Thursday, April 27, 2017

NBTM: On Seas So Crimson by James Young

On Seas So Crimson
by James Young


GENRE: Alternate History



Adolf Hitler is dead.  Great Britain has fallen.  The Royal Family has fled to Canada, and the United States stands alone against the Axis.

On Seas So Crimson collects both novels of the Usurper's War into a single package.  Acts of War (Amazon Bestseller in alternate history) begins this universe with London on fire, while Collisions of the Damned (recommended by Alternate History Weekly) continues it with the desperate defense of the Dutch East Indies.  


Excerpt One:

It’s never a good day when you become commander of a vessel simply because no one else was left.  From what he understood, Keir had started the day as chief of Hood’s Navigation Division.  That had been before the vessel took at least three 15-inch shells to the bridge area, as well as two more that had wiped out her gunnery directory and the secondary bridge.

Captain Gordon was right—she was a very powerful warship.  Unfortunately that tends to make you a target.

“Commander, you are certain that…” Gordon started, then collected himself.  “You are certain His Majesty is dead.”

“Yes sir,” Keir said.  “His Majesty was in the conning tower with Admiral Pound when it was hit.  The Royal Surgeon positively identified His Majesty’s body in the aid station before that was hit in turn.  We cannot get to the aid station due to the spreading fire.”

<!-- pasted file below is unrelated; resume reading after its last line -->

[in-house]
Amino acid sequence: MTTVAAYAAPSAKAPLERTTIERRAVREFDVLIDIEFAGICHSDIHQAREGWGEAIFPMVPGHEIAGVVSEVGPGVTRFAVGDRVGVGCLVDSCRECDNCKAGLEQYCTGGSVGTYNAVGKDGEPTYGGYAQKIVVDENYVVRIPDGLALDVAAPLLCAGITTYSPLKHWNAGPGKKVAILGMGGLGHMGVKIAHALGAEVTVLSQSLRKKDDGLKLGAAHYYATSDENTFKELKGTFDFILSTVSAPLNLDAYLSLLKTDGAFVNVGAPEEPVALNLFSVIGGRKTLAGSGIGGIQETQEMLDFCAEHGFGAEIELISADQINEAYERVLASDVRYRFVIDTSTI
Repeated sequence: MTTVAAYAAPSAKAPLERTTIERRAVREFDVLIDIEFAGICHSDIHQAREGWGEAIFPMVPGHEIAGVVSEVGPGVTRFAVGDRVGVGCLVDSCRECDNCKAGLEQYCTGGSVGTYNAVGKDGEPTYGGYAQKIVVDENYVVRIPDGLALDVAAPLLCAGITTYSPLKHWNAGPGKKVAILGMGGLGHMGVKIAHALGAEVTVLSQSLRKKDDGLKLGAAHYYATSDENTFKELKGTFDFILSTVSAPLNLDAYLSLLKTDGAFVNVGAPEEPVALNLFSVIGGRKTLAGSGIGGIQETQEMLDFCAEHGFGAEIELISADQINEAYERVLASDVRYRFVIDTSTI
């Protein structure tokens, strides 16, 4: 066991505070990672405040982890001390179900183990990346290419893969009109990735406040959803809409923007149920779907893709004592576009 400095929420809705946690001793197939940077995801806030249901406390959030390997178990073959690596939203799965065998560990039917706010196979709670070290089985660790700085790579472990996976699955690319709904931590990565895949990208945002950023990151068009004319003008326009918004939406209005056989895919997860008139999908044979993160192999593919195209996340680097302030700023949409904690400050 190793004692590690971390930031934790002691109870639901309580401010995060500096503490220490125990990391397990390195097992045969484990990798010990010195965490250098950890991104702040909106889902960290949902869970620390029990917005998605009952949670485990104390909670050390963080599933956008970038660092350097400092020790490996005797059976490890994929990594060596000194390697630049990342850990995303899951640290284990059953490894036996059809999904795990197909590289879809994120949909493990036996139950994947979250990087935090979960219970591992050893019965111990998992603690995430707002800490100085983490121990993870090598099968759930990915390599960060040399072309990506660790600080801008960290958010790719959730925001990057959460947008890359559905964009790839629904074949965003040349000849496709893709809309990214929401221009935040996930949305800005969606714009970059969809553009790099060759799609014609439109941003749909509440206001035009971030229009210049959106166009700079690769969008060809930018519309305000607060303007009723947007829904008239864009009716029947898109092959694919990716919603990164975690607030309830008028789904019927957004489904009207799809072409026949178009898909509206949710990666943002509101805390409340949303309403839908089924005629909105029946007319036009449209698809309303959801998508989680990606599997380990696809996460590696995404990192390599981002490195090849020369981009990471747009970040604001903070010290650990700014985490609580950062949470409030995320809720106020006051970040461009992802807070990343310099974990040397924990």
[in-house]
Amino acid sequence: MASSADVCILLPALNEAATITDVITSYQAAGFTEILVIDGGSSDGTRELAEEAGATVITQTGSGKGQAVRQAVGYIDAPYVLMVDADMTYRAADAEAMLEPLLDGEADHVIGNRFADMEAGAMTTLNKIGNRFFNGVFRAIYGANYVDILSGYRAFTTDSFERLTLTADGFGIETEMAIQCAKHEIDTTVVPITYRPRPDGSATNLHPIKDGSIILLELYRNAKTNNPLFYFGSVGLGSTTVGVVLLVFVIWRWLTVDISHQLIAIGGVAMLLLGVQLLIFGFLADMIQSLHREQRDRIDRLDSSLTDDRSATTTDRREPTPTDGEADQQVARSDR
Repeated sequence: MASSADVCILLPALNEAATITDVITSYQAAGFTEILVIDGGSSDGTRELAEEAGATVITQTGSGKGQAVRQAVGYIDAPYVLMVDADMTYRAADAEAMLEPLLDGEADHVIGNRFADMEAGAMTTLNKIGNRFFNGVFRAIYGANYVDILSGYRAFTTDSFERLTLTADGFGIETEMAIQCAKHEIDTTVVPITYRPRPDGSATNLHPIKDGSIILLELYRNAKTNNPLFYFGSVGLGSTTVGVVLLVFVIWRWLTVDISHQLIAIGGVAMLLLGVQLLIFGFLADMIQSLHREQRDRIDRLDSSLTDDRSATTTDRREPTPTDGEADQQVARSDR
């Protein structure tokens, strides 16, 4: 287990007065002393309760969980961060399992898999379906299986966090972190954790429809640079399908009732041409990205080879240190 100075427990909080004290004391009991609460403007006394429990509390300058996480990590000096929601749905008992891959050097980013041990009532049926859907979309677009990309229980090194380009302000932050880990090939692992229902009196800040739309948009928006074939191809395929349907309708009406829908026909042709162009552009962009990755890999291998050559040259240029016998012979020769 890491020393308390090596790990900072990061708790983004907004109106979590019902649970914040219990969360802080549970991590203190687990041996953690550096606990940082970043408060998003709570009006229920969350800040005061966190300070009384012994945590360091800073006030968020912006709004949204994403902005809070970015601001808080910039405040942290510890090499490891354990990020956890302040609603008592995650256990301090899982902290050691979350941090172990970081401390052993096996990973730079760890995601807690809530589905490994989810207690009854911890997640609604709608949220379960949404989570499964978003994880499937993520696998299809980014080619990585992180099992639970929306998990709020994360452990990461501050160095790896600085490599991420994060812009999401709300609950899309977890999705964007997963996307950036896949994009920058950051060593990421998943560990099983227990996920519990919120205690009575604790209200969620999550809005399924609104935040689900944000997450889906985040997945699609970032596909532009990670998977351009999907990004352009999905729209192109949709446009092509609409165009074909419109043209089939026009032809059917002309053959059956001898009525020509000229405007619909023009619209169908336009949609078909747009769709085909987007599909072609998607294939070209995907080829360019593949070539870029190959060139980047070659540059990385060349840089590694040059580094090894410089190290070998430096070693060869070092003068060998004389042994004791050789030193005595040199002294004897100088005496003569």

“Understood.  His Majesty would not have wanted any of you to risk his life for his body,” Gordon said.

“I just…” Keir started, then stopped, overcome with emotion.

“It is not your fault lad,” Gordon said.  “Her Majesty will understand.”

Gordon turned and looked at the Exeter’s clock.

“Very well, we are out of time.  Stand by to fire torpedoes.”

“Torpedoes report they are ready.”

“Sir, you may want to tell your torpedo officer to have his weapons set to run deep,” Keir said.  “She’s drawing…”

There was a large explosion aboard Hood as the flames reached a secondary turret’s ready ammunition.  Eric saw a fiery object arc slowly across, descending towards the Exeter as hundreds of helpless eyes watched it.  The flaming debris’ lazy parabola terminated barely fifty yards off of Exeter’s side with a large, audible splash.

“I think we do not have time for that discussion,” Gordon said grimly.  “Fire torpedoes!”

The three weapons from Exeter’s starboard tubes sprang from their launchers into the water.  Set as a narrow spread, the three tracks seemed to take forever to impact from Eric’s perspective.  Exeter’s torpedo officer, observing Hood’s state, had taken into account the battlecruiser’s lower draught without having to be told.  Indeed, he had almost set the weapons for too deep a run, but was saved by the flooding that had occurred in the previous few minutes.  In addition to breaking the battlecruiser’s keel, the triple blow opened the entire aft third of her port side to the ocean.  With the audible sound of twisting metal, Hood started to roll onto her beam ends.  She never completed the evolution before slipping beneath the waves.


AUTHOR Bio and Links: